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Lemongrass, medicine and mosquitoes

Lemongrass is widely used as a culinary herb in Asian cuisine and also as medicinal herb in India. It has a subtle citrus flavor and can be dried and powdered, or used fresh. It is commonly used in teas, soups, and curries. It is also suitable for use with poultry, fish, beef, and seafood. Lemongrass is a tropical herb packed with strong citrus flavor. The lemon taste is prized in Asian cooking, as well as in sauces. In the garden, lemongrass forms a tall, grassy clump 3 to 5 feet tall. Its appearance rivals that of many ornamental grasses and can easily fulfill a similar role in the landscape.

When you go to the grocery store, find the freshest lemongrass plants you can buy. When you get home, trim a couple of inches off the top of the lemongrass plants and peel away anything that looks somewhat dead. Take the stalks and put them into a glass of shallow water and place it near a sunny window. After a few weeks, you should start seeing tiny roots at the bottom of the lemongrass herb stalk. It’s not much different than starting any other plant in a glass of water. Wait for the roots to mature a little more and then you can transfer the lemongrass herb to a pot of soil.

 Lemongrass plants

Few pests bother lemongrass. This herb is actually sometimes used in concoctions to repel insects. Occasionally, though, spider mites will attack plants overwintering indoors. As lemongrass grows, it forms a tight clump that’s difficult to dig into. Use a sharp spade or hatchet to remove roots in early spring. Slice it like a pie, then pry slices of roots free. Keep an eye on plants in pots. With sufficient water, roots can quickly fill a too-small pot and burst it.

Growing lemongrass is as simple as taking your started plant out of the water and putting the rooted stalks into a pot containing all-purpose soil, with the crown just below the surface. You want to put this pot of lemongrass plants in a warm, sunny spot on a window ledge or out on your patio. Water it regularly. If you live in a warm climate, you can plant your lemongrass plants out in the backyard in a bog or pond. Of course, growing the plant indoors is nice for having easy access to the fresh plant whenever you need it.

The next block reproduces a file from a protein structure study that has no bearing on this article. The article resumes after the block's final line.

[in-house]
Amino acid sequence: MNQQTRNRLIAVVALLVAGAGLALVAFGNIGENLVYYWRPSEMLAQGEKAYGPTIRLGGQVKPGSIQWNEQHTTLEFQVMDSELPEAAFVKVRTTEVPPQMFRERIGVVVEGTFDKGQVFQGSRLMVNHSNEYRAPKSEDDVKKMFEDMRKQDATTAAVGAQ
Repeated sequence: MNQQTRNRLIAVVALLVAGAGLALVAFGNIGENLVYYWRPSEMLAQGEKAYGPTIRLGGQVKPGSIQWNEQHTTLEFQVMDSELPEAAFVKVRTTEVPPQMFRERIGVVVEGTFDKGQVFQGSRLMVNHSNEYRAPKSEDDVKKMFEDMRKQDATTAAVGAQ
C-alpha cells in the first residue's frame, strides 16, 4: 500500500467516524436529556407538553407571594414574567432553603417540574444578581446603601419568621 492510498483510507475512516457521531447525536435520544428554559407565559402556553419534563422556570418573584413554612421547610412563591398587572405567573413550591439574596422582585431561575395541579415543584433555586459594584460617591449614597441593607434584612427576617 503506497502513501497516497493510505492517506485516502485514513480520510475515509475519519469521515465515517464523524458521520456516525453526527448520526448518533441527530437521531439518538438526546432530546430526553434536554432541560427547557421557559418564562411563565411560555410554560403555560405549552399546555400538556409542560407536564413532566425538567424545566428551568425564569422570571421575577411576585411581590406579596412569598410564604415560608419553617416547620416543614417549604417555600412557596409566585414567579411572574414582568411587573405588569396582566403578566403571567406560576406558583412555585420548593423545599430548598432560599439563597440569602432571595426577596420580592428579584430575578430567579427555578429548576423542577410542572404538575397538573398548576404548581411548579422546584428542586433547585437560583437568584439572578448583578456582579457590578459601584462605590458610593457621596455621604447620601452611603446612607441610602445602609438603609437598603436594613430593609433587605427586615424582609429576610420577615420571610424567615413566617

Lemongrass leaves

Leaves make a great addition to marinades and can be steeped in hot water for tea. Try these lemongrass recipes.

http://allrecipes.com/recipes/1067/ingredients/herbs-and-spices/herbs/lemongrass/

http://www.vegetariantimes.com/recipe/lemongrass-curry-with-broccoli-and-tofu/

http://www.taste.com.au/recipes/19650/lemongrass+chicken

After use, add leaves to your compost pile or puree them and scatter them in the grass along the edges of a patio or deck to help deter insects.

Lemon grass has long been used in natural insect repellents which contain citronella oil. Native to Asia, the grass can grow up to six feet tall and is quite an attractive ornamental grass. To help deter mosquitoes with its strong fragrance, plant lemon grass along walkways and in locations close to seating areas. Lemongrass, also called fever grass, is a perennial plant with thin, long leaves that is indigenous to many Asian countries. As the name implies, lemongrass smells like lemon, but it tastes milder and sweeter. This herb is used in various Asian cuisines as a flavoring agent due to its potent flavor.

 Lemongrass recipes

Nutritionally, lemongrass is a good source of vitamins A and C, folate, folic acid, magnesium, zinc, copper, iron, potassium, phosphorus, calcium and manganese. It also has minute traces of B vitamins. Along with its culinary uses, lemongrass is useful in alternative or complementary remedies for a wide range of ailments. It has many beneficial medicinal properties including analgesic, anti-inflammatory, antidepressant, antipyretic, antiseptic, antibacterial, antifungal, astringent, carminative, diuretic, febrifuge, galactogogue, insecticidal, sedative, and anti-cancer properties. The leaves, stems and bulb of lemongrass are used in various treatments.

The link between lemongrass and cholesterol was investigated by researchers from the Department of Nutritional Sciences, University of Wisconsin, who published their findings in the medical journal Lipids in 1989. They conducted a clinical trial involving 22 people with high cholesterol who took 140-mg capsules of lemongrass oil daily. While cholesterol levels were only slightly affected in some of the participants, cholesterol was lowered from 310 to 294 on average. Other people in the study experienced a significant decrease in blood fats. The latter group, characterized as responders, experienced a 25-point drop in cholesterol after one month, and this positive trend continued over the course of the short study. After three months, cholesterol levels among the responders had decreased by a significant 38 points.

 Lemongrass essential oil






Pacu Jaya

Pacu Jaya

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